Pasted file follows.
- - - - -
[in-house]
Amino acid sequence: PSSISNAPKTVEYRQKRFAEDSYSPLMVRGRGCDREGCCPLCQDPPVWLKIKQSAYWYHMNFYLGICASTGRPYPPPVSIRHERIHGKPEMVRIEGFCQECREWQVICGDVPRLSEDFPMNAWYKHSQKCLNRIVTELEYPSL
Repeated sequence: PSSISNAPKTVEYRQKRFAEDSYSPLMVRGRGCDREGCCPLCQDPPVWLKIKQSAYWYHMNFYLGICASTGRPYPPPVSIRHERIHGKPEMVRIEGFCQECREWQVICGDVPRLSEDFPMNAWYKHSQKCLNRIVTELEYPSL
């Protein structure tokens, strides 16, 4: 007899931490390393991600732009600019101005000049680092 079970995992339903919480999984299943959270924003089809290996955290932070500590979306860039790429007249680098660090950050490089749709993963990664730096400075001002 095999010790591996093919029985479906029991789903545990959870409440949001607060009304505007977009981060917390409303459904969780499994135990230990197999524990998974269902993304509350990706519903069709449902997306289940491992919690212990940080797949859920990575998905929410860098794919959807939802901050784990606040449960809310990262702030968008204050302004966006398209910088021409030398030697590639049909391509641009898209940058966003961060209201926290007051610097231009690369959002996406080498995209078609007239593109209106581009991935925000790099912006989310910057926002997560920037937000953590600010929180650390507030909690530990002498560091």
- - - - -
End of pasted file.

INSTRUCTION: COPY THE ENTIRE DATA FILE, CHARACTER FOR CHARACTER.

[in-house]
Amino acid sequence: PSSISNAPKTVEYRQKRFAEDSYSPLMVRGRGCDREGCCPLCQDPPVWLKIKQSAYWYHMNFYLGICASTGRPYPPPVSIRHERIHGKPEMVRIEGFCQECREWQVICGDVPRLSEDFPMNAWYKHSQKCLNRIVTELEYPSL
Repeated sequence: PSSISNAPKTVEYRQKRFAEDSYSPLMVRGRGCDREGCCPLCQDPPVWLKIKQSAYWYHMNFYLGICASTGRPYPPPVSIRHERIHGKPEMVRIEGFCQECREWQVICGDVPRLSEDFPMNAWYKHSQKCLNRIVTELEYPSL
């Protein structure tokens, strides 16, 4: 007899931490390393991600732009600019101005000049680092 079970995992339903919480999984299943959270924003089809290996955290932070500590979306860039790429007249680098660090950050490089749709993963990664730096400075001002 095999010790591996093919029985479906029991789903545990959870409440949001607060009304505007977009981060917390409303459904969780499994135990230990197999524990998974269902993304509350990706519903069709449902997306289940491992919690212990940080797949859920990575998905929410860098794919959807939802901050784990606040449960809310990262702030968008204050302004966006398209910088021409030398030697590639049909391509641009898209940058966003961060209201926290007051610097231009690369959002996406080498995209078609007239593109209106581009991935925000790099912006989310910057926002997560920037937000953590600010929180650390507030909690530990002498560091």